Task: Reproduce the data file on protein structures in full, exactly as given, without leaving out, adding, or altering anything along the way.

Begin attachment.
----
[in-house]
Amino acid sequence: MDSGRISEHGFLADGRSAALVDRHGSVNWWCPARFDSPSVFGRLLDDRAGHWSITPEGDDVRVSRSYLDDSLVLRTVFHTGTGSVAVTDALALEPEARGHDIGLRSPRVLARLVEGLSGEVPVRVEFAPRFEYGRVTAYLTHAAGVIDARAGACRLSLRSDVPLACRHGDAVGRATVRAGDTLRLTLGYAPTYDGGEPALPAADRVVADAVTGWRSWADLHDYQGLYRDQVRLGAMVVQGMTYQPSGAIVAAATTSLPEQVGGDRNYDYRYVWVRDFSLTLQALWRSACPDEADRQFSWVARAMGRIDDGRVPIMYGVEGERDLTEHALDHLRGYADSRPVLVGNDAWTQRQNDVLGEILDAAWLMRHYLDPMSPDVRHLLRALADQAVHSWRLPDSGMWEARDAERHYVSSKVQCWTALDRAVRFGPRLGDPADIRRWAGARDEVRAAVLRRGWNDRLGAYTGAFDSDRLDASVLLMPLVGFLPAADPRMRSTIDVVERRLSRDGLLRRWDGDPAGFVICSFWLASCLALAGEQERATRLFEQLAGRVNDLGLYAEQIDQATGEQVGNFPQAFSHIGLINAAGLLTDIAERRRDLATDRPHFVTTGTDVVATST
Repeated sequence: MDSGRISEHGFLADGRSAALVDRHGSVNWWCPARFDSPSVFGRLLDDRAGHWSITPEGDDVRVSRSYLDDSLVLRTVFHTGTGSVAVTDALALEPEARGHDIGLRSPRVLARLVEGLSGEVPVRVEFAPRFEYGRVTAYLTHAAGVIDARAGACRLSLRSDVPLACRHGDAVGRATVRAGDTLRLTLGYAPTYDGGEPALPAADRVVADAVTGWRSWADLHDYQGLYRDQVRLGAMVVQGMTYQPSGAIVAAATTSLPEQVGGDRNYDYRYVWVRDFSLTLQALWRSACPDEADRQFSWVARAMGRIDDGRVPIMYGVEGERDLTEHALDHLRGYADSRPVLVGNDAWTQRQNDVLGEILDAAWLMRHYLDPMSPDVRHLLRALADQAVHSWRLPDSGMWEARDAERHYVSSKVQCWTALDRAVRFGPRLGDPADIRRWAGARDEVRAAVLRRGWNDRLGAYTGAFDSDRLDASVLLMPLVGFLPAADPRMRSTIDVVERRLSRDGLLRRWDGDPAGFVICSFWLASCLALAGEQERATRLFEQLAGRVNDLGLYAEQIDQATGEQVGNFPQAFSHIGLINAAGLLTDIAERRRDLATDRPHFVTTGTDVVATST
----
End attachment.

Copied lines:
[in-house]
Amino acid sequence: MDSGRISEHGFLADGRSAALVDRHGSVNWWCPARFDSPSVFGRLLDDRAGHWSITPEGDDVRVSRSYLDDSLVLRTVFHTGTGSVAVTDALALEPEARGHDIGLRSPRVLARLVEGLSGEVPVRVEFAPRFEYGRVTAYLTHAAGVIDARAGACRLSLRSDVPLACRHGDAVGRATVRAGDTLRLTLGYAPTYDGGEPALPAADRVVADAVTGWRSWADLHDYQGLYRDQVRLGAMVVQGMTYQPSGAIVAAATTSLPEQVGGDRNYDYRYVWVRDFSLTLQALWRSACPDEADRQFSWVARAMGRIDDGRVPIMYGVEGERDLTEHALDHLRGYADSRPVLVGNDAWTQRQNDVLGEILDAAWLMRHYLDPMSPDVRHLLRALADQAVHSWRLPDSGMWEARDAERHYVSSKVQCWTALDRAVRFGPRLGDPADIRRWAGARDEVRAAVLRRGWNDRLGAYTGAFDSDRLDASVLLMPLVGFLPAADPRMRSTIDVVERRLSRDGLLRRWDGDPAGFVICSFWLASCLALAGEQERATRLFEQLAGRVNDLGLYAEQIDQATGEQVGNFPQAFSHIGLINAAGLLTDIAERRRDLATDRPHFVTTGTDVVATST
Repeated sequence: MDSGRISEHGFLADGRSAALVDRHGSVNWWCPARFDSPSVFGRLLDDRAGHWSITPEGDDVRVSRSYLDDSLVLRTVFHTGTGSVAVTDALALEPEARGHDIGLRSPRVLARLVEGLSGEVPVRVEFAPRFEYGRVTAYLTHAAGVIDARAGACRLSLRSDVPLACRHGDAVGRATVRAGDTLRLTLGYAPTYDGGEPALPAADRVVADAVTGWRSWADLHDYQGLYRDQVRLGAMVVQGMTYQPSGAIVAAATTSLPEQVGGDRNYDYRYVWVRDFSLTLQALWRSACPDEADRQFSWVARAMGRIDDGRVPIMYGVEGERDLTEHALDHLRGYADSRPVLVGNDAWTQRQNDVLGEILDAAWLMRHYLDPMSPDVRHLLRALADQAVHSWRLPDSGMWEARDAERHYVSSKVQCWTALDRAVRFGPRLGDPADIRRWAGARDEVRAAVLRRGWNDRLGAYTGAFDSDRLDASVLLMPLVGFLPAADPRMRSTIDVVERRLSRDGLLRRWDGDPAGFVICSFWLASCLALAGEQERATRLFEQLAGRVNDLGLYAEQIDQATGEQVGNFPQAFSHIGLINAAGLLTDIAERRRDLATDRPHFVTTGTDVVATST